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Her third-generation business is going places

Rochester Business Journal
November 30, 2012

Katharine Van Zile is president and owner of the company founded by Fayette Van Zile in 1911, but make no mistake: Van Zile Travel Service is not her grandfather's travel agency.
 
Van Zile, who is known as Kate, says there are many ways the family business has changed in 100 years, from the technological tools designed to customize itineraries and make every aspect of travel more convenient to the difference in management style.
 
"It was a different time when my grandfather owned the company," she says, describing an incident when her grandfather, then 90, did not approve of the late hours one member of his staff was keeping. "My grandfather happened to be driving by the house, and it was late. He saw her lights were on, so he called her and told her to go to bed; she had an early day and she needed to get to sleep.
 
"My grandfather was very much a micro-manager," she says with a laugh. "My father was not at all like that, though. He gave me free rein."
 
Van Zile is a third-generation owner of Van Zile Travel Service, having bought the company from her father, Cameron Van Zile, in 1994. She started working for the company in 1979, becoming a receptionist and working her way up in the ranks, taking over the management in 1984.
 
She enjoyed working with her father because he was always open to her new ideas.
 
"He encouraged me to bring new things to the agency," Van Zile says. "When I wanted to introduce corporate travel, he agreed. When I wanted to open a branch in Greece, he was on board. When I wanted to add automation, he approved. My father always let me explore new opportunities for the company."
 
The continual changes and adaptations Van Zile has made have kept the company competitive, which has not been easy in an industry that has been hit by 9/11, economic downturns and rising fuel costs.
 
"Today you're either a multibillion-dollar agency or you're a two- or three-person shop. There are only 200 companies our size left in the whole country," Van Zile says.
 
The firm employs 55 full-time staffers, including six who were hired in July.
 
"We added to our staff to ramp up for 2013 and 2014," Van Zile says. "We're very excited for the growth we're anticipating."
 
The company has seen a steady increase in business, even during the economic downturn. Total revenue for 2011 stood at $35 million, up from $30 million in 2010, Van Zile says.

Growth potential
She sees a strong potential for growth in the leisure travel side of the business. It makes up 20 percent of total revenue, with eight staffers dedicated to leisure bookings.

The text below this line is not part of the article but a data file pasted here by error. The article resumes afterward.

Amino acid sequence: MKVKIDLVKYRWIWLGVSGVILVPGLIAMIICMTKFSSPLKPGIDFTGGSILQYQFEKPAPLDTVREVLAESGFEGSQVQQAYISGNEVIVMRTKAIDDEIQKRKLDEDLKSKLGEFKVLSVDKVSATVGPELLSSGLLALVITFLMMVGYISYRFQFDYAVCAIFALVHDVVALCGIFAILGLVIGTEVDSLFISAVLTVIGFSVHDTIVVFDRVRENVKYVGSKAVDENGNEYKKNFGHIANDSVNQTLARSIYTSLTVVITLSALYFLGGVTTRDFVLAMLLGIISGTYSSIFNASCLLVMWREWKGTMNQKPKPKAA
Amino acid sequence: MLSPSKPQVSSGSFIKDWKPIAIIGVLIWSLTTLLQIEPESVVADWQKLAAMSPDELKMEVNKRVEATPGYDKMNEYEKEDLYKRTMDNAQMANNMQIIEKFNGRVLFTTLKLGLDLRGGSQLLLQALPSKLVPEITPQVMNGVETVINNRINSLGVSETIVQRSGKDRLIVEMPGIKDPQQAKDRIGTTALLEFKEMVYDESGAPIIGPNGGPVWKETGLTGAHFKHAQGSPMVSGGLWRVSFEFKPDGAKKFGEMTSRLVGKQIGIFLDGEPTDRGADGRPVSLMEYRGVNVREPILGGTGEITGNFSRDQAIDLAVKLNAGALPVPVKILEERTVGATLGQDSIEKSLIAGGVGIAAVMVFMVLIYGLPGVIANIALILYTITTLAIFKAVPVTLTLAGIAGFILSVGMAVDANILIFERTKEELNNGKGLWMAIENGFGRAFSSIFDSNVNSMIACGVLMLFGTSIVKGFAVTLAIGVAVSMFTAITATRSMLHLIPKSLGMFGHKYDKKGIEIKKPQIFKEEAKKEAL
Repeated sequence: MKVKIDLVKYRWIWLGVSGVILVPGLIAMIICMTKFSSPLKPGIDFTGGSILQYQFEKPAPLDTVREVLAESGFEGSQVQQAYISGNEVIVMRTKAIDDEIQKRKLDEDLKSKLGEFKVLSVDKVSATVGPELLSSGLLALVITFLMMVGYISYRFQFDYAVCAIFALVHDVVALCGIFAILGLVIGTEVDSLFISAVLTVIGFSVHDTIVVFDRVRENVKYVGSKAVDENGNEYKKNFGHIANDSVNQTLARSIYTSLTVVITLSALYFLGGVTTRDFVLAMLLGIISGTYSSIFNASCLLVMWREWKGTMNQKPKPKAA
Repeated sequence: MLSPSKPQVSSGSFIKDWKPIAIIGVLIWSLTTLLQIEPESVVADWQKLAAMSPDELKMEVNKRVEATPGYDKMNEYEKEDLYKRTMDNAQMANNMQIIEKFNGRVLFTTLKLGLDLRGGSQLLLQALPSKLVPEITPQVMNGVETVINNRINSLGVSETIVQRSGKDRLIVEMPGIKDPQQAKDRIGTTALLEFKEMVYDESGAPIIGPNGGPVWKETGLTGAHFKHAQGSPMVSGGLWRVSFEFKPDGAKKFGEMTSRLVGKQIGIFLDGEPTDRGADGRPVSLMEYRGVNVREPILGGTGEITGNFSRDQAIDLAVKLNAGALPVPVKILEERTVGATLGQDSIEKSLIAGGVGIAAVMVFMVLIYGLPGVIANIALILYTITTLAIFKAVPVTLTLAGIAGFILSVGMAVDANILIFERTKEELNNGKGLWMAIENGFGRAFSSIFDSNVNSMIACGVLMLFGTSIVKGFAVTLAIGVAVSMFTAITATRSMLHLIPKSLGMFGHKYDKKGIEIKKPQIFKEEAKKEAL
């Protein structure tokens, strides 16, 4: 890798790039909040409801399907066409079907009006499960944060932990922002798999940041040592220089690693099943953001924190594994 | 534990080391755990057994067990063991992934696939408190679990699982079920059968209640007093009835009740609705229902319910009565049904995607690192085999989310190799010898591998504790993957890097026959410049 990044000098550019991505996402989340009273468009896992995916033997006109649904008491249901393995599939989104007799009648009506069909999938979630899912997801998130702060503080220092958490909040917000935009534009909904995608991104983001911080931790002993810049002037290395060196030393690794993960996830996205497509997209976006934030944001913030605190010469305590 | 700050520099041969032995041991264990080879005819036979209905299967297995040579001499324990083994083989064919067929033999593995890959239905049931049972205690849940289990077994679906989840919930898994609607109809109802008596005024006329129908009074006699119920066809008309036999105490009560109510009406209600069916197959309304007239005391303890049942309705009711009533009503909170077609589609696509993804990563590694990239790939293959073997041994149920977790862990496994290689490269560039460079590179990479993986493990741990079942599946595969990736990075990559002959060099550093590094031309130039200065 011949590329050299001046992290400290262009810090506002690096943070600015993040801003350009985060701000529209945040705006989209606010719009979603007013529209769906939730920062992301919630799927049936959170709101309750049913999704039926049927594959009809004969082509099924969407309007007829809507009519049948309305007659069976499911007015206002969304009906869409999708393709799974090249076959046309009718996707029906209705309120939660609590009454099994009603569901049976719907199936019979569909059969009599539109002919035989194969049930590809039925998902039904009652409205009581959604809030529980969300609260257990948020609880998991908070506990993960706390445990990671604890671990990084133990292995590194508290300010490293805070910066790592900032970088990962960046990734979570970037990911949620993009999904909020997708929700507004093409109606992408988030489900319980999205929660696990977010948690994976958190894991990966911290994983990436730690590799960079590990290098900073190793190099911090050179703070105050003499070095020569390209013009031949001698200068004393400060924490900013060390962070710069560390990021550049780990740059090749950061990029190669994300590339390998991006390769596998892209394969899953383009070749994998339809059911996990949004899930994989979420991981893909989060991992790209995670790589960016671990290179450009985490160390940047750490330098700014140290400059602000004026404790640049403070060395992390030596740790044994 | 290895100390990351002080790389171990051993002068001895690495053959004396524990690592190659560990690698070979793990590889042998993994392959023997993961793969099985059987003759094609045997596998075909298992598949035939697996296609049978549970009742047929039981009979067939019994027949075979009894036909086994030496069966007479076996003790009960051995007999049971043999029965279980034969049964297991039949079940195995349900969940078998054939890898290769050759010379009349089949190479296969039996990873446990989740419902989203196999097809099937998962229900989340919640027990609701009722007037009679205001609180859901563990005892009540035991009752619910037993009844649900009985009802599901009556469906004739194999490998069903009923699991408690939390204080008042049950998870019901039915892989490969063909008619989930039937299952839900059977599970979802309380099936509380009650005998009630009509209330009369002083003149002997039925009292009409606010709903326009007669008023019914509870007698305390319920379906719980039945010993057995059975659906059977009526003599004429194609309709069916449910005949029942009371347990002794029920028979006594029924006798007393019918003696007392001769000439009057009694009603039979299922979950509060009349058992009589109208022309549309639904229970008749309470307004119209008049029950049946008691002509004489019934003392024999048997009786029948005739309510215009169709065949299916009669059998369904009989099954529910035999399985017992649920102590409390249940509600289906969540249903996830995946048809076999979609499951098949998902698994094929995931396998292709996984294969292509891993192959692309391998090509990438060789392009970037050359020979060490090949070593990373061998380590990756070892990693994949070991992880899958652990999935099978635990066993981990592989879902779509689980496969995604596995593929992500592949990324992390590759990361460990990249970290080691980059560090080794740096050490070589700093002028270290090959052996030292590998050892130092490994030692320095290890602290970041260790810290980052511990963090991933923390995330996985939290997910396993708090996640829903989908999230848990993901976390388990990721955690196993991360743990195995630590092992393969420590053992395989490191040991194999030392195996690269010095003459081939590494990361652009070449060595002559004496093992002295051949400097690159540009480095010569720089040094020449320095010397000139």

"We have clients who want a proactive agent. We navigate everything for them-the options, the insurance. We book the transaction, and then we are their ally," Van Zile says.
 
A $100 deposit is required upon contact to cover an agent's time in researching ideas and options presented to a client, Van Zile explains. Some agents were opposed to charging the deposit, fearing it would turn some clients away.
 
"The serious clients will stay, and they are the ones it pays to spend the time on," Van Zile says. "Others who have nothing invested could just be shopping us for ideas, and agents are better not spending their time on that."
 
The Internet could be seen as major competition, but Van Zile does not see it that way.
 
"I don't look at what comes towards us with fear. I just change our approach," she says. "The Internet has actually expanded the opportunities for our business in so many ways. We have been able to grow so much because of it."
 
The largest part of Van Zile's business now comes from corporate travel. It comprises 80 percent of the company's business with top clients such as Nixon Peabody LLP, Harris Interactive Inc. and SentrySafe.
 
"We have corporate accounts all over the country and some international business, including Canada, the U.K. and Bermuda," Van Zile says.
 
There have been so many changes in the travel industry that Van Zile's corporate clients see her company's role as much more than a booking agency.
 
"We have to manage decisions. We have to be a consultant and help them come up with a policy in some cases," she says.
 
Van Zile Travel offers many full-service options to corporate clients, such as automated tracking programs for unused airline tickets, online booking and quality control checks. There is a commitment to have every call answered by a live person in fewer than four rings and every email answered within 30 minutes.
 
Van Zile says her business's competition is not necessarily other agencies, because people have the notion they can manage on their own. That's fine if things go well, but travel does not always go as planned.